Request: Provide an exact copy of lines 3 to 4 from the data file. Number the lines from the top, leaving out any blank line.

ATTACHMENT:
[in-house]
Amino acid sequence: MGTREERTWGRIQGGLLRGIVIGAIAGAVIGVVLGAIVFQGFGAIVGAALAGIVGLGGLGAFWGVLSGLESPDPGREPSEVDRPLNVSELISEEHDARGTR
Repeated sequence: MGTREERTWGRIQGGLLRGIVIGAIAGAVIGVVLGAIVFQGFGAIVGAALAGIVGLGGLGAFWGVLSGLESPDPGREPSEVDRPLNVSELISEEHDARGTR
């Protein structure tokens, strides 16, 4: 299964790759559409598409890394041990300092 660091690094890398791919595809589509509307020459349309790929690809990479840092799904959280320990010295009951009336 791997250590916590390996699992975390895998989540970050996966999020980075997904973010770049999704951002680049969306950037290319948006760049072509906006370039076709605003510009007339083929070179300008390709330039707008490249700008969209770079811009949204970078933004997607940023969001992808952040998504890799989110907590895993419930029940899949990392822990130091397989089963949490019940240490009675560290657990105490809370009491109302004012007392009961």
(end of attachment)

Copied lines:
Repeated sequence: MGTREERTWGRIQGGLLRGIVIGAIAGAVIGVVLGAIVFQGFGAIVGAALAGIVGLGGLGAFWGVLSGLESPDPGREPSEVDRPLNVSELISEEHDARGTR
């Protein structure tokens, strides 16, 4: 299964790759559409598409890394041990300092 660091690094890398791919595809589509509307020459349309790929690809990479840092799904959280320990010295009951009336 791997250590916590390996699992975390895998989540970050996966999020980075997904973010770049999704951002680049969306950037290319948006760049072509906006370039076709605003510009007339083929070179300008390709330039707008490249700008969209770079811009949204970078933004997607940023969001992808952040998504890799989110907590895993419930029940899949990392822990130091397989089963949490019940240490009675560290657990105490809370009491109302004012007392009961």